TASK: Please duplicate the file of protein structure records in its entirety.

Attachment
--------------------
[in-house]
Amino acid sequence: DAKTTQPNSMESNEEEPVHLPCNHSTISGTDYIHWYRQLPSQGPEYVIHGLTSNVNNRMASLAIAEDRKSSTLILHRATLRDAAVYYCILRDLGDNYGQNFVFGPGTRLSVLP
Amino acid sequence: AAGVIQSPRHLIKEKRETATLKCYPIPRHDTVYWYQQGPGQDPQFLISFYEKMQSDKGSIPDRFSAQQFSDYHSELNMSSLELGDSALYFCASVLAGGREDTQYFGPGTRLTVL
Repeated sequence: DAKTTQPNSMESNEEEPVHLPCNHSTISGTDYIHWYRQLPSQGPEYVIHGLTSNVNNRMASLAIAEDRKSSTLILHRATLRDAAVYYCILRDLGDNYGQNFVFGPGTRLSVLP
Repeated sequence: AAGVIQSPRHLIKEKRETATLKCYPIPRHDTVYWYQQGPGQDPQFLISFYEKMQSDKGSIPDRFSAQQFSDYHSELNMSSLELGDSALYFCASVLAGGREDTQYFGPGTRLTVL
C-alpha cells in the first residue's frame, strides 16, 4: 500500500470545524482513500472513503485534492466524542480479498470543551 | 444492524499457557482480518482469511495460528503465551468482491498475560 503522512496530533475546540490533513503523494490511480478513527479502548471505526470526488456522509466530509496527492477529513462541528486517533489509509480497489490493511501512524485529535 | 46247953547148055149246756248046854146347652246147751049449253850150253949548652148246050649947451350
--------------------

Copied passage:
[in-house]
Amino acid sequence: DAKTTQPNSMESNEEEPVHLPCNHSTISGTDYIHWYRQLPSQGPEYVIHGLTSNVNNRMASLAIAEDRKSSTLILHRATLRDAAVYYCILRDLGDNYGQNFVFGPGTRLSVLP
Amino acid sequence: AAGVIQSPRHLIKEKRETATLKCYPIPRHDTVYWYQQGPGQDPQFLISFYEKMQSDKGSIPDRFSAQQFSDYHSELNMSSLELGDSALYFCASVLAGGREDTQYFGPGTRLTVL
Repeated sequence: DAKTTQPNSMESNEEEPVHLPCNHSTISGTDYIHWYRQLPSQGPEYVIHGLTSNVNNRMASLAIAEDRKSSTLILHRATLRDAAVYYCILRDLGDNYGQNFVFGPGTRLSVLP
Repeated sequence: AAGVIQSPRHLIKEKRETATLKCYPIPRHDTVYWYQQGPGQDPQFLISFYEKMQSDKGSIPDRFSAQQFSDYHSELNMSSLELGDSALYFCASVLAGGREDTQYFGPGTRLTVL
C-alpha cells in the first residue's frame, strides 16, 4: 500500500470545524482513500472513503485534492466524542480479498470543551 | 444492524499457557482480518482469511495460528503465551468482491498475560 503522512496530533475546540490533513503523494490511480478513527479502548471505526470526488456522509466530509496527492477529513462541528486517533489509509480497489490493511501512524485529535 | 46247953547148055149246756248046854146347652246147751049449253850150253949548652148246050649947451350